According to the World Health Organization, October 10 is World Mental Health Day.
During the time leading up to that date, I’ve noticed an emphasis on the lack of mental health and the many problems that can affect our well-being.
Did you know we’re hard-wired to focus more on the negative than the positive? Psychologists call this the “negativity bias,” whereby we tend to remember adverse events more easily and focus on our shortcomings, which can reduce overall happiness, satisfaction, and contentment with life.
But what if we focused on what is right with us rather than what’s wrong?
What is Positive Psychology?
Positive psychology is an area of study that does just that. Practitioners and scientists look at what we do right and how that can lead to growth and development, greater resilience, and deeper levels of satisfaction and happiness.
You might think that it’s impossible and that you’re either born optimistic or not. I can assure you that if you tend to be more pessimistic, it’s not too late to learn to be positive.
How Can You Use Positive Psychology?
One of the most important factors is to focus on your strengths rather than your weaknesses. While this can be challenging, it can pay off enormously.
How do I know this? I’ve lived it.
My emotional profile indicates that my self-actualization (my drive to learn and accomplish things) is relatively high compared to my self-regard (my willingness to accept myself and to feel confident.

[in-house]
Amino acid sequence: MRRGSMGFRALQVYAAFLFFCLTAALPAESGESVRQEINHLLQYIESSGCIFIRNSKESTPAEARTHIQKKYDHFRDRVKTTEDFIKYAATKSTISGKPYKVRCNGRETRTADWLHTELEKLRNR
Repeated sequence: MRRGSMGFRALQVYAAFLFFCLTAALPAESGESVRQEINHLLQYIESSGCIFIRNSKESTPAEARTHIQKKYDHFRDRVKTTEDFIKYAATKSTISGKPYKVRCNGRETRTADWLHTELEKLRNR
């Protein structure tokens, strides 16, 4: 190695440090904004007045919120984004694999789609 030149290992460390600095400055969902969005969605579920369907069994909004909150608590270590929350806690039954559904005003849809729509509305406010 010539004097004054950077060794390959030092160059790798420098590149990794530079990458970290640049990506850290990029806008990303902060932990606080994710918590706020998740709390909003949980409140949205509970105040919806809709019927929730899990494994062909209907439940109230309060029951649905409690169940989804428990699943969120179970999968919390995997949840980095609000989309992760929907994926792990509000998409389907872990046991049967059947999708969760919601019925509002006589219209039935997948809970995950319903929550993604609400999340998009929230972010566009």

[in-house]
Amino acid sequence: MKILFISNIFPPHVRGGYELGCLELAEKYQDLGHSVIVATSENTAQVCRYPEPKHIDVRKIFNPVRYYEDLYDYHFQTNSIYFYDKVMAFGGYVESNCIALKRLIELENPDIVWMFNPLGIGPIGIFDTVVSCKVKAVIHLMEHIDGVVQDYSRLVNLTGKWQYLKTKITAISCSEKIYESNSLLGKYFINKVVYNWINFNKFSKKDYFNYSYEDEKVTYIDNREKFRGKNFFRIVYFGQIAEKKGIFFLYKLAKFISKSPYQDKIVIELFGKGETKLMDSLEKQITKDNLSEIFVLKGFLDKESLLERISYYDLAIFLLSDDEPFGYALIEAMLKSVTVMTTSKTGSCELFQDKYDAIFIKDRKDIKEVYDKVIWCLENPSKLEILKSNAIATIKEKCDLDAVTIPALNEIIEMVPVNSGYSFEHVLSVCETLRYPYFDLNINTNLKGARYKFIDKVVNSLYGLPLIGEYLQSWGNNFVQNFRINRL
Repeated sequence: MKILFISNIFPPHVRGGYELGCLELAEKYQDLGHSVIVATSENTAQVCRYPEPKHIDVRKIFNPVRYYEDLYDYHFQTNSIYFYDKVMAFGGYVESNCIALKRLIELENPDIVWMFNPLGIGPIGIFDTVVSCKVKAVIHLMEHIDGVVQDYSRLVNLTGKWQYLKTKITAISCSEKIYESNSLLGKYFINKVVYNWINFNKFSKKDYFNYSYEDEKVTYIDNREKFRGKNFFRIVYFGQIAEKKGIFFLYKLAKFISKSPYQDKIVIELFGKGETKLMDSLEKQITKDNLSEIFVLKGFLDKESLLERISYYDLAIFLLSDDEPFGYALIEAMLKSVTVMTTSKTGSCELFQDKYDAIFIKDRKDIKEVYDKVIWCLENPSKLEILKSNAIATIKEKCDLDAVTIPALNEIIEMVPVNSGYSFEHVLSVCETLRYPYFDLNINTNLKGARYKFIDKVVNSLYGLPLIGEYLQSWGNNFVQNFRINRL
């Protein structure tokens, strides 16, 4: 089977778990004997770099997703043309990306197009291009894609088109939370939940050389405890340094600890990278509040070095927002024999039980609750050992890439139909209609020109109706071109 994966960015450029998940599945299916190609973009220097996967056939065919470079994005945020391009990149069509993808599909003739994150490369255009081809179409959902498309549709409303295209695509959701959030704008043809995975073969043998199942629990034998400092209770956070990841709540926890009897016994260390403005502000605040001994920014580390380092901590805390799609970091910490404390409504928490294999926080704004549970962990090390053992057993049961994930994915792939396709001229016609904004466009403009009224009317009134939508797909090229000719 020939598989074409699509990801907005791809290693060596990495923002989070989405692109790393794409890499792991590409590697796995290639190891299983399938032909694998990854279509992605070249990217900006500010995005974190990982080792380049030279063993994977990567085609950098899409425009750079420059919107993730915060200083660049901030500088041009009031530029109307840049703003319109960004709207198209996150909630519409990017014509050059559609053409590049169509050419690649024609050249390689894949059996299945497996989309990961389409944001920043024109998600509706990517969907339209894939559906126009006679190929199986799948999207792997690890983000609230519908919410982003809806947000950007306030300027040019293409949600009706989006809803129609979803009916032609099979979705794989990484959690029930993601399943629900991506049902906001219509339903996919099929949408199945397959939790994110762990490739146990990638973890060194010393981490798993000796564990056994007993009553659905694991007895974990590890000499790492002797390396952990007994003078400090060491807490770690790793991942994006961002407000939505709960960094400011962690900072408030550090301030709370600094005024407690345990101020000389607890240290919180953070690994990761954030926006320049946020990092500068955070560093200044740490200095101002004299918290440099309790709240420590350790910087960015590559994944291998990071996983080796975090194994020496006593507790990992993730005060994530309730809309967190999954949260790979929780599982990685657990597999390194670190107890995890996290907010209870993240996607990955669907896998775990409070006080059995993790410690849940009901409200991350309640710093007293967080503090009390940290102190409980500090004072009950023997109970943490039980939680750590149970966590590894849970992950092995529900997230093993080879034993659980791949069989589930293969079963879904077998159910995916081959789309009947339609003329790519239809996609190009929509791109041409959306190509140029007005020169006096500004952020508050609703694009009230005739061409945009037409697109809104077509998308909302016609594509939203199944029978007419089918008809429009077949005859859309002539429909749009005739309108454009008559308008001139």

This means I suffer from “imposter syndrome,” a state whereby a person never feels like they belong or are an imposter. It’s pretty common, so I’m guessing many people reading this also do.
Even if you don’t have imposter syndrome, you might still focus on your weaknesses and past failures.
Or if you played to your strengths and collaborated with others with different skills that were complementary to your gaps?
How much better would you feel?
For the past 20 years, I focused on patching the holes in my background and tried to work on aspects of my character and professional skills I considered lacking. It was not only exhausting, but it didn’t really work.
About five years ago, I started to accept who I am, look closely at my strengths, play to them, and hone them. I’ve found that I have much more energy, feel more confident, and am better at what I do now than ever.
Ask Yourself: What’s Right With You?
I want to challenge you. Take a moment to write down your personal and professional strengths and achievements. Review the list and explore your feelings.
Note your energy levels when using your strengths and consider how you could further enhance your strengths. It’s important to recognize that we all have strengths and weaknesses, and that’s why collaboration is excellent.
As a final word of advice, play to your strengths and encourage others to do the same. By doing so, we are all stronger together.
Hayley Hesseln, Ph.D., is the co-founder of EI Advantage and is responsible for developing all e-learning courses and training curricula. As a lifelong learner, she recently completed a Mastering Positive Psychology program, which led her to share these insights.